Thursday, May 22, 2008

Excess amenities fade from new developments

The New York Sun
Developers Move Away From Outlandish Residential Amenities
By CANDACE TAYLOR, Staff Reporter of the Sun
May 22, 2008

Manhattan's halcyon days of over-the-top residential amenities — from pet spas to putting greens to bowling alleys — appear to be coming to a close.

Development projects beginning to hit the market and in the pipeline show a paradigm shift to scaled-back amenities, with builders scrapping costly features to appease value-hungry buyers who are balking at shelling out higher prices in exchange for elaborate items they don't consider necessities.

While high construction costs, an economic slowdown, and the scarcity of lucrative tax abatements for new condominiums have been hurting developers for some time, builders are now changing tack in earnest as lower rents are taking hold, and first-quarter numbers clearly show a marked drop in real estate sales volumes.

According to Citi Habitats, Manhattan rents increased just a hair in April compared with the same period last year, but certain pockets have shown a steep drop-off. In SoHo, for example, rents for studio apartments fell 24% in April compared with last year, to an average of $1,855, while on the Lower East Side, the average rent for a two-bedroom plummeted nearly 18%, to $3,403.

Meanwhile, the number of sales in Manhattan declined 34.3% in the first quarter compared with the previous year's first quarter, to 2,282, according to appraisal firm Miller Samuel.

The Georgica, a 58-unit condo on the Upper East Side that went on the market two weeks ago, will have only a gym, a children's playroom, and a roof garden.

"Instead of having bloated common charges and having to charge more for the units, we wanted to come up with something that was a really good value," the managing director of the Prudential Douglas Elliman Development Marketing Group, Andrew Gerringer, said. Two- to four-bedroom residences in the Cetra/Ruddy-designed glass tower, with white oak herringbone floors and floor-to-ceiling windows, average $1,500 a square foot, according to the Web site

The Georgica is in stark contrast to many projects of the past few years, where features such as a robotic car-retrieval system at 123 Baxter St. and a pet salon at the Ariel East were the norm. At Philippe Starck's 15 Broad St., residents were treated to a ballet studio, reflecting pool, and bowling alley, while 75 Wall St. boasts a sandy rooftop beach with cabanas.

"In the last seven years, buildings have gone amenity-crazy," the executive director of development marketing at Halstead Property, Stephen Kliegerman, said. Now, certain items such as gyms, washer-dryers, and roof decks are standard in new buildings, but anything more dramatic is falling out of vogue.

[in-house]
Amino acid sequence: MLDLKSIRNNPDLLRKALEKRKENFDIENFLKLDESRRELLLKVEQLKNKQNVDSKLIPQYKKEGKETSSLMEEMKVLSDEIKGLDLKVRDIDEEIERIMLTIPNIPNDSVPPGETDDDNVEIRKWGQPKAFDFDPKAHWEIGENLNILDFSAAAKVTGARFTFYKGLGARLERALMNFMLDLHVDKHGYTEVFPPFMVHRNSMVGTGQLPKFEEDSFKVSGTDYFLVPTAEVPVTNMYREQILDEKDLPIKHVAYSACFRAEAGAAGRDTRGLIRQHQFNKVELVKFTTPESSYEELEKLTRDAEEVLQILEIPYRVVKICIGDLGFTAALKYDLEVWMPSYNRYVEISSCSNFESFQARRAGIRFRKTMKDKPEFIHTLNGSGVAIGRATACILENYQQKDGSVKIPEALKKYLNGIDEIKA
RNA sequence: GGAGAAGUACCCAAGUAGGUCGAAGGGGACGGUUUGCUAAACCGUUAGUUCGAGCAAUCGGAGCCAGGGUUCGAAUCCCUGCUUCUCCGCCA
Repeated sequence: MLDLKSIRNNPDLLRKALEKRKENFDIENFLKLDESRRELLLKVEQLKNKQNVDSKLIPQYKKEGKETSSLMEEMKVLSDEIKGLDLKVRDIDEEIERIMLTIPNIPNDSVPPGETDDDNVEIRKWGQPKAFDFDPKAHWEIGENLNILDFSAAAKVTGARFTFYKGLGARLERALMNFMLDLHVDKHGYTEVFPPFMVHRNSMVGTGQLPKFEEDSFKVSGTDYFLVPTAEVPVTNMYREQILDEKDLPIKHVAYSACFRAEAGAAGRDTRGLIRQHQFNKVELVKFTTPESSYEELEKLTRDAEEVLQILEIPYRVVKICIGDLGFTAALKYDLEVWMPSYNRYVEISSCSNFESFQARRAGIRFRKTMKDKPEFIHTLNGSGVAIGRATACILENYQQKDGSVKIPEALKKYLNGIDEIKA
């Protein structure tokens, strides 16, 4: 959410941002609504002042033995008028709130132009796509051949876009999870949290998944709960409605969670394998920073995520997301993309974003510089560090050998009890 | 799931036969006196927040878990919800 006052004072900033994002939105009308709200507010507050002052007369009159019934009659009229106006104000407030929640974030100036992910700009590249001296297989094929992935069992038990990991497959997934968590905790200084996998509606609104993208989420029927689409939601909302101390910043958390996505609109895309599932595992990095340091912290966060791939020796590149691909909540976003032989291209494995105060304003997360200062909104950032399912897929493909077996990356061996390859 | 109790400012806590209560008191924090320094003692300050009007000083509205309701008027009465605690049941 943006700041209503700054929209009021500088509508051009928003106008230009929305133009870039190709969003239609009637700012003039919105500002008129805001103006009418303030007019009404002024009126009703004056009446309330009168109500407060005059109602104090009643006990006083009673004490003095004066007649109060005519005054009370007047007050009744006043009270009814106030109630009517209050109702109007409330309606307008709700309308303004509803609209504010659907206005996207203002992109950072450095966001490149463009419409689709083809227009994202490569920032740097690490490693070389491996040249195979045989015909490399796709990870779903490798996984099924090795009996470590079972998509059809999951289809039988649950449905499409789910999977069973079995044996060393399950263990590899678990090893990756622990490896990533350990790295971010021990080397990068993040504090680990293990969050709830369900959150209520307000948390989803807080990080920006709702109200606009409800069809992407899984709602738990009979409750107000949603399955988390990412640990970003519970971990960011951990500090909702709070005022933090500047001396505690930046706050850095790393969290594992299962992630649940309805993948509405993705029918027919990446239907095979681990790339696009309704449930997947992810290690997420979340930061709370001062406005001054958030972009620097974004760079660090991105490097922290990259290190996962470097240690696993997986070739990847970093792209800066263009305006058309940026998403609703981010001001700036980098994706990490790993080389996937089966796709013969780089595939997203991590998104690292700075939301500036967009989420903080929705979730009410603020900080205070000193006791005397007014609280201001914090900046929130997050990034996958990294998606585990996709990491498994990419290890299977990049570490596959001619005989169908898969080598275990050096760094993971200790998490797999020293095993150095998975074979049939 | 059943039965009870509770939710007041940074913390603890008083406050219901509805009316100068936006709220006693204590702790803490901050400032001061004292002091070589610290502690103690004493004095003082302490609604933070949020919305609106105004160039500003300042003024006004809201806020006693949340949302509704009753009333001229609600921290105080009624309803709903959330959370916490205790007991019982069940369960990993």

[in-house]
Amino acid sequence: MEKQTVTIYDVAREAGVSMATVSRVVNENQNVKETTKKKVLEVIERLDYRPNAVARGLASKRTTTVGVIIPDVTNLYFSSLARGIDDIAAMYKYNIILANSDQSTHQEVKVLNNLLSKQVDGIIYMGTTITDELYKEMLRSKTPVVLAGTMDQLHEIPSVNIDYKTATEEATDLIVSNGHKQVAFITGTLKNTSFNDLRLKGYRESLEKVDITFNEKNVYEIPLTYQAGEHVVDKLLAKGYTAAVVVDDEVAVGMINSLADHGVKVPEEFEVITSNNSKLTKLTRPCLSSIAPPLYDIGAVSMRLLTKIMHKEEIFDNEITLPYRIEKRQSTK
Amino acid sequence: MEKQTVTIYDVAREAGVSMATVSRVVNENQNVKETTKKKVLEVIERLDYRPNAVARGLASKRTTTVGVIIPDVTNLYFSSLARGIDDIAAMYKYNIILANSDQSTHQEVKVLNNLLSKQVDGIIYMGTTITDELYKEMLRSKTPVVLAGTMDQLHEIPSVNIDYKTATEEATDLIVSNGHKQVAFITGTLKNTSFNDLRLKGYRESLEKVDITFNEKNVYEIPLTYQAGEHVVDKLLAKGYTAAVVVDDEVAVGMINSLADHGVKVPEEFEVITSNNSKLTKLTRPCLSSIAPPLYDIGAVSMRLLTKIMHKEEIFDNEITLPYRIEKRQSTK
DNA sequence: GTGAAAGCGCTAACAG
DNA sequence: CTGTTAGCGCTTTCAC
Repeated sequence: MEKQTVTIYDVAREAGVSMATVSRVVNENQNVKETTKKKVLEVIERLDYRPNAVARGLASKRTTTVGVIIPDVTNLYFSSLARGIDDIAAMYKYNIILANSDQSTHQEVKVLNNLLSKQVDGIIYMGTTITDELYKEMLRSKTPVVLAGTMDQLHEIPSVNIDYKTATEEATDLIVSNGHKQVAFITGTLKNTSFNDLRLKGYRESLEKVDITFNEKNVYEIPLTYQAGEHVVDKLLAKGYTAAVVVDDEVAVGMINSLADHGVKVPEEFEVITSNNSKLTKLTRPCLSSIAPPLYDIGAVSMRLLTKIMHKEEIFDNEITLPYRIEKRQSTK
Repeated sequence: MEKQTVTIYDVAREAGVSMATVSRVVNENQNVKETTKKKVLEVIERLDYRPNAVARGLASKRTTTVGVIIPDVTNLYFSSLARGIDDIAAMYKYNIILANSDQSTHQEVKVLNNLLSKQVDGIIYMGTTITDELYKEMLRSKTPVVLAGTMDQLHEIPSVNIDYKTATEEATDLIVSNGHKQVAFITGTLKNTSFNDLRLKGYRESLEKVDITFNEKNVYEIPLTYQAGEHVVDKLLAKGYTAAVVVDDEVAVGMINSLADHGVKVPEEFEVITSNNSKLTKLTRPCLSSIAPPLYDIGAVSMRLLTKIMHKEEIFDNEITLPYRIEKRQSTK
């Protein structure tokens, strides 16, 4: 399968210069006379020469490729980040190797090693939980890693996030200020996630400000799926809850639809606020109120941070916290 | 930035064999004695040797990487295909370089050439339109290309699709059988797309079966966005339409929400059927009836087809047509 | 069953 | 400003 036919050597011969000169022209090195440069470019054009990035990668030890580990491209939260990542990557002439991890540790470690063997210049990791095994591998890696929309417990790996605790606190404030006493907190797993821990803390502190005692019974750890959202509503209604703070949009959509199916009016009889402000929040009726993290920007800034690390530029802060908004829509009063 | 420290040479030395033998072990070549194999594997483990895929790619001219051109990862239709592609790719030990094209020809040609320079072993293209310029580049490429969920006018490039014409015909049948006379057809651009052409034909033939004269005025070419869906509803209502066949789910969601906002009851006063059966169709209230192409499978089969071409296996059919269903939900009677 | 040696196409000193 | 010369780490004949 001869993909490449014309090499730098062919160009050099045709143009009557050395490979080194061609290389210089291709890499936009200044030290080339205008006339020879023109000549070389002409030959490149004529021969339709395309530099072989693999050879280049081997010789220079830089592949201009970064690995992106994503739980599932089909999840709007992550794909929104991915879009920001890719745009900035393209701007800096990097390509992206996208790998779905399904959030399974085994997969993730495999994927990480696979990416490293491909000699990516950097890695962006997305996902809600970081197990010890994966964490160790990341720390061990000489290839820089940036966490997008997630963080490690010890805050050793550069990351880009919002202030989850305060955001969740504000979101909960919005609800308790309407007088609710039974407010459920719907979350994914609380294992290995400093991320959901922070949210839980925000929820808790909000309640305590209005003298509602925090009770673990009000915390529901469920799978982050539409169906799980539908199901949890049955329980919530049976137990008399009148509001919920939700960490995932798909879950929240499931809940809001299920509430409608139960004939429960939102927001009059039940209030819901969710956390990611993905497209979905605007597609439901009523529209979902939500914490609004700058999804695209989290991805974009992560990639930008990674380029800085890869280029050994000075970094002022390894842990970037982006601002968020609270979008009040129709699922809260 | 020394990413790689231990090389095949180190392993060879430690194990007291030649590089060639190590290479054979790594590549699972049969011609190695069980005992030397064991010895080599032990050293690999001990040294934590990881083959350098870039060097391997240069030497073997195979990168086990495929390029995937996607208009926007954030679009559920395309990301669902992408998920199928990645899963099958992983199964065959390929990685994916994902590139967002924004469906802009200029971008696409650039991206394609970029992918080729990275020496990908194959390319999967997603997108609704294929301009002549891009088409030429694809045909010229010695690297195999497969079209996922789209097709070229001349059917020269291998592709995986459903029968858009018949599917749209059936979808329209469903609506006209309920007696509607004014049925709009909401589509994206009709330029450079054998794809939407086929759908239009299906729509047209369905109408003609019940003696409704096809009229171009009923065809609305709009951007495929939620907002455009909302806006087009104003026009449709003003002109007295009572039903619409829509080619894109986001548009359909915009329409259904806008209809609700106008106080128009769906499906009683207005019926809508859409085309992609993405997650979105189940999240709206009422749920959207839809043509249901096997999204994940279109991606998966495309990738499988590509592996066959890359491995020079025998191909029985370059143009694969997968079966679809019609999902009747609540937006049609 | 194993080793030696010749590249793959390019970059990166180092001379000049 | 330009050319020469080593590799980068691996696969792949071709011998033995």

In a recent discussion regarding a high-end condominium coming to market in SoHo next year, the project's developer asked a group of marketers whether to expand the building's gym or put in a wine cellar. "Everyone in the room said, 'Give them a bigger gym,'" Mr. Kliegerman said. "You can definitely over-amenitize a building."

Unlike a gym, which is widely considered a necessity, creating common spaces such as movie screening rooms, playrooms, or spas is harder to justify. "With construction costs climbing, they're looking to maximize sellable square footage," Mr. Kliegerman said. "You don't hear as much about frivolous amenities."

Moreover, some features, such as pools and spas, add to common charges because they require staff — an increasingly unpopular feature in a softening housing market.

Another factor limiting amenities is the sunsetting this spring of the 421-a tax abatements, which had allowed developers in areas of downtown Manhattan and Brooklyn to offer tax abatements for buyers at new condominiums. This had enabled those projects to have much lower monthly common charges. Now, buildings that will be constructed without this abatement will have to compete with competitors that are as much as 40% cheaper, Mr. Gerringer said.

Some larger buildings and those in boroughs other than Manhattan, where there's more space, likely will continue to offer a wide range of amenities, Mr. Kliegerman said. For example, a building he's developing in Flushing will have a golf simulator, "but it's 1,200 units," he said. "You can do that in a building of 1,200 units."

At focus groups for 133 W. 22nd St., a new project by the Ascend Group, which developed the Georgica, potential buyers said they didn't want a virtual game room, movie screening room, or dog-walking facilities. "Most people didn't care about those oddball amenities," the president of the Ascend Group, Robert Kaliner, said. "They thought it was a waste."

The focus groups did want an outdoor pool, as many of the new Chelsea buildings don't have one. The 99-unit building, slated for completion in 2009, has been on the market about seven months, Mr. Kaliner said, and five or so units are left.

Another developer, the Athena Group, is also focusing on pared-down buildings. Construction will soon finish the developer's 250-unit A Condominiums in Jersey City, and 111 Central Park North, a 19-story Central Harlem tower on the edge of the park. Both buildings have fitness centers and party rooms, but few other amenities.

"My amenities are my value, my location, and my proximity to transit," the director of sales and marketing at Athena, Harry Dubin, said. "Everything has to do with giving someone the most for their money."

Developers tailor their projects to the market, and unlike a year ago, buyers today are "looking for value," Mr. Dubin said. "With the fundamentals out there today, there's no urgency. No one's right behind you to write that check if you don't."

A Condimniums

A Condominiums at Jersey City.

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